More Than Just Gigging
|Wedding Fayres - Fun Sunday Afternoon?|
I did talk about this in a previous wedding band blog, but I think its important to understand that most bands, even those that are gigging in pubs / clubs regularly, NEED to try and find new places to play from time-to-time. Whilst offers do come in, they do tend to be from recommendations given from people that have seen us, and as most people rarely travel far to pubs or clubs, that means the catchment can be quite small. Whilst this is great for building up a local following (even cover bands can have these) and guaranteeing "bums on seats", if you want to move into other geographical areas you have 2 options.
- Join an agency (losing out on a % per gig and not really knowing where you are play).
- Burn some discs, print some flyers, put petrol in the car and target an area and give it some spiel.
|The Saracens Head, Warrington - We Shared Some good Times!|
Any band that thinks that there is one route to promotion in this day and age is sadly mistaken, even for a wedding rock band there is a lot of work needed to get your name out there. In addition to the trawling of the pubs and word of mouth, there is a huge amount of web work needed in order for potential Clients to find out about the band and actually approach us for performances.
If you have a look on our links page, you will see that there is whole host of websites and directories that are aimed at helping brides find everything that they need for the big day (most are free to join, some you have to pay for!). Some are more involved than others, but all need work to find, register for, set up and manage, but we have noticed ourselves that we have had a great deal more contact and work as a result, so it is worth it.
Obviously, we have a Facebook page, which is a per-requisite these days, but its amazing how many people rely solely on this for their online promotion. Yes, its easy to setup and run, and it ticks a lot of boxes, but if a band thinks that Facebook is the sole answer, then they are very much mistaken. We tend to use Facebook for local gig promotion, Wedding Fayre announcements, making connections, but mainly for communicating with Clients. As our aim is to try to give them the event they want down to the last detail, its so quick and easy to have a proper conversation about what they want and don't want.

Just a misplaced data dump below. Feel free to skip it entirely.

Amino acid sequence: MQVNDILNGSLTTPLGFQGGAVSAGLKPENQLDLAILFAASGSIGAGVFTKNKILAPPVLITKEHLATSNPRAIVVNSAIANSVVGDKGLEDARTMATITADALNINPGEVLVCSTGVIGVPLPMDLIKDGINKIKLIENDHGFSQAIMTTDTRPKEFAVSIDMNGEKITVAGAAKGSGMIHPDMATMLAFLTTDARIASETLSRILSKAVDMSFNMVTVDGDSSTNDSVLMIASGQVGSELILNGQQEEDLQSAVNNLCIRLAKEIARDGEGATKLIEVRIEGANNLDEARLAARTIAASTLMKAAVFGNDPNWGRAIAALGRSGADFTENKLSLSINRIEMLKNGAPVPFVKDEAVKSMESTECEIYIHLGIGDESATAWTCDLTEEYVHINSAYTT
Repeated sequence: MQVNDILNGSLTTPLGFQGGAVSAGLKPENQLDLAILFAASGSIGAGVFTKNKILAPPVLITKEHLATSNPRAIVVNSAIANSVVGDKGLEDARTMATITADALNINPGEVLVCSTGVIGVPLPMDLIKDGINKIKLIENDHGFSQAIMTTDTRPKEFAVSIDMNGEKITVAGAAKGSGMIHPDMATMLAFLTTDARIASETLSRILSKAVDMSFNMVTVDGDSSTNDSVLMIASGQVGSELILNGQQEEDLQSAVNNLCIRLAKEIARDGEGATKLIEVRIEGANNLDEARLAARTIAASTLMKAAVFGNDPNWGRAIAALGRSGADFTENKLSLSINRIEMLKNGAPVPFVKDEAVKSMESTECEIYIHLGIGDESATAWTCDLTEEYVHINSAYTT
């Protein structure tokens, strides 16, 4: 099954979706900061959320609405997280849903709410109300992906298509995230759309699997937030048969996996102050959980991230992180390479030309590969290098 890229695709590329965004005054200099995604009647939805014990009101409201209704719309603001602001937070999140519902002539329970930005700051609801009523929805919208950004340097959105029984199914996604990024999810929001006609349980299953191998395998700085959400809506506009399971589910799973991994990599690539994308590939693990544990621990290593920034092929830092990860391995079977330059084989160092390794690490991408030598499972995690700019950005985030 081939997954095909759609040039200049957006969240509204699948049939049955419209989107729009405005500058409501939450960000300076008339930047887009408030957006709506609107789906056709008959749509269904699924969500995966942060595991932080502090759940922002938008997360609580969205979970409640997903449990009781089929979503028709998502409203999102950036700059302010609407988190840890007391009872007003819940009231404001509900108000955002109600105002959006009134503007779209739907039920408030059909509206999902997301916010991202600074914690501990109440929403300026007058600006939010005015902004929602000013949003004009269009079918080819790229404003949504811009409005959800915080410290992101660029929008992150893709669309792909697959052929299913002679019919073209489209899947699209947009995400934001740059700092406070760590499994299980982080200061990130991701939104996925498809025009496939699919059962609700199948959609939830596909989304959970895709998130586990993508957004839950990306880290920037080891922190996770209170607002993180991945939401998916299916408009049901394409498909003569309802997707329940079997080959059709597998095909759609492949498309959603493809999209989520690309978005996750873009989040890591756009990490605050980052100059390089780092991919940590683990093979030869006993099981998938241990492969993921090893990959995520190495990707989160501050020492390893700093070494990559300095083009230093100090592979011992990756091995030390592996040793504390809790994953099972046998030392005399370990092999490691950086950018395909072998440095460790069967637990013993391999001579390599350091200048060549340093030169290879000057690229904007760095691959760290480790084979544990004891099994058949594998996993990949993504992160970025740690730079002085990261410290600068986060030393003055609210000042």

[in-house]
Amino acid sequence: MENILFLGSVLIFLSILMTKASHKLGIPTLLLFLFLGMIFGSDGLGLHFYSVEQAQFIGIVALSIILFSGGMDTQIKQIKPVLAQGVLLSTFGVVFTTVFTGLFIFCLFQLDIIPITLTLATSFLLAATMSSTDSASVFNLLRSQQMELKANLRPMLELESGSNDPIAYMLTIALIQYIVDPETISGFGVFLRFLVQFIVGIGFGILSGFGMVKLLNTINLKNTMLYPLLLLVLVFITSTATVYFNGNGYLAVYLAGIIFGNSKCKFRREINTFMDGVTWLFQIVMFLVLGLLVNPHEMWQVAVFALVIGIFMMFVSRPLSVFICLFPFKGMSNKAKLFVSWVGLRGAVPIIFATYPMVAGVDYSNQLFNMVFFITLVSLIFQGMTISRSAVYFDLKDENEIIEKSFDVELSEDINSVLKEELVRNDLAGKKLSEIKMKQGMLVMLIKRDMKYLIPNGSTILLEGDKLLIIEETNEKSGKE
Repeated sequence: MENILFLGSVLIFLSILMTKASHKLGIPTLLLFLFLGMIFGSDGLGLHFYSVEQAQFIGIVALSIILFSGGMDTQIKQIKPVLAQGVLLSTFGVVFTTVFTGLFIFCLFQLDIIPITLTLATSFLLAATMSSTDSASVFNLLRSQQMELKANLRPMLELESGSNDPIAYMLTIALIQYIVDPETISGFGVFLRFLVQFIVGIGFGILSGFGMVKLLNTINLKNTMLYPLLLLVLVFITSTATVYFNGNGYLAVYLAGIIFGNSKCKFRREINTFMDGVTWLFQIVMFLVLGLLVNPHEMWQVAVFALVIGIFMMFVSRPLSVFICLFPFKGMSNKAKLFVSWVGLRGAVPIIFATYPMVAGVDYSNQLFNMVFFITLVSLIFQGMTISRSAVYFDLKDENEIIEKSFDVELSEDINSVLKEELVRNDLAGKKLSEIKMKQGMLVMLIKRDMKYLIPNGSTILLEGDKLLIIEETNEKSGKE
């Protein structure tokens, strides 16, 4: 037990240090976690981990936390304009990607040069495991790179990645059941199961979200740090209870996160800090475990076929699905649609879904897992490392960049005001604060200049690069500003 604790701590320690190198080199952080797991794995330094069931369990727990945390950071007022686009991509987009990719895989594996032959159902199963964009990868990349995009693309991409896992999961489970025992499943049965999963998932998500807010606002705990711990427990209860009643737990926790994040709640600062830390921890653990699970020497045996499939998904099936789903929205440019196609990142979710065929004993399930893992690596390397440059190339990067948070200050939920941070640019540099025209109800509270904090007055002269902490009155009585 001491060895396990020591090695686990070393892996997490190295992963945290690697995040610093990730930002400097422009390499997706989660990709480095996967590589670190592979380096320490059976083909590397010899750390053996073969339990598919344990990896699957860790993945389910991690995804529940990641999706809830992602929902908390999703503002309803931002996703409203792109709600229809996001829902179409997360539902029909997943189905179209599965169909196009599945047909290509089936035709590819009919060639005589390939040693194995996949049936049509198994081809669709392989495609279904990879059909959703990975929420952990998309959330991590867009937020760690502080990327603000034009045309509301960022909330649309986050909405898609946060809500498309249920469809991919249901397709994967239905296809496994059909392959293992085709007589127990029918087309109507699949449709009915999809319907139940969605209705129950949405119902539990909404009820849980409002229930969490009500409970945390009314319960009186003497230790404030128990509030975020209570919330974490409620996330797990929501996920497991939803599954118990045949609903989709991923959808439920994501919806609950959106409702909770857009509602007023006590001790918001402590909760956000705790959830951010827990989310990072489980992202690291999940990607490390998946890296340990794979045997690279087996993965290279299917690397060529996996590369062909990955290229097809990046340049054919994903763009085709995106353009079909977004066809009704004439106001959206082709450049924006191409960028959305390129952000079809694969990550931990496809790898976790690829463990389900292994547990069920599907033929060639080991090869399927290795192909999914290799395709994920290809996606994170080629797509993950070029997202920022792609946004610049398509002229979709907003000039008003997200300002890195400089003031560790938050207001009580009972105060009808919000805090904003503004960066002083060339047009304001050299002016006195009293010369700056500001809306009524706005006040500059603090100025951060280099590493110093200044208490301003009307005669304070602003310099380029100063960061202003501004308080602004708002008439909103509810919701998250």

For the uninitiated, SEO (Search Engine Optimisation) is needed to help you get found when people are using search engines to find what they are looking for. So if you search for wedding band in Manchester, wedding bands for hire, rocking wedding band or top wedding band, SEO is what helps determine what it is you actually get in the results.
Now, I say "for the uninitiated" with tongue firmly in cheek, basically because until about 9 months ago I knew nothing about it apart from using the Keywords section of my WYSIWYG website maker. It was because of my lack of understanding that we weren't even coming up in the first 20 pages of Google searches, so I researched SEO and how to implement it. Hours and hours (and hours and hours and hours) of research, followed by hours and hours (you know this part!!) of registering the site for all the important directories (not related to music, related to actual website listings!), using all the available free tools, looking at tweaks for the website code. All the things that people pay others to do (I am cheap), I did it for Pretty Vegas and whilst there is always stuff to do on SEO, there has been about a 500% increase in inquiries from prettyvegas.co.uk as we now appear first page for our target searches. And all done with honest "white-hat" techniques (oooooh, get him with his lingo!).
For Pretty Vegas, wedding fayres are a bit of an odd thing, as it gives lot of potential Clients a chance to see us play, but it never feels to us like they are actually seeing the real Pretty Vegas, and even though we get booking from the fayres, we always want Clients to come and see us in a more realistic setting to be sure they are getting what they want.
The thing with them is, when we do them (we always do them at Briars Hall) we can't help but feel that the other exhibitors are looking at us in anger as we do our "product display" as they cannot do their own one-to-one sales pitches with us playing. In truth though, we always feel that we can't really get across what we are about in a short 20 minute slot on a Sunday afternoon. What Clients are booking us for is a party, and is it better for them to see a video of us in a real setting?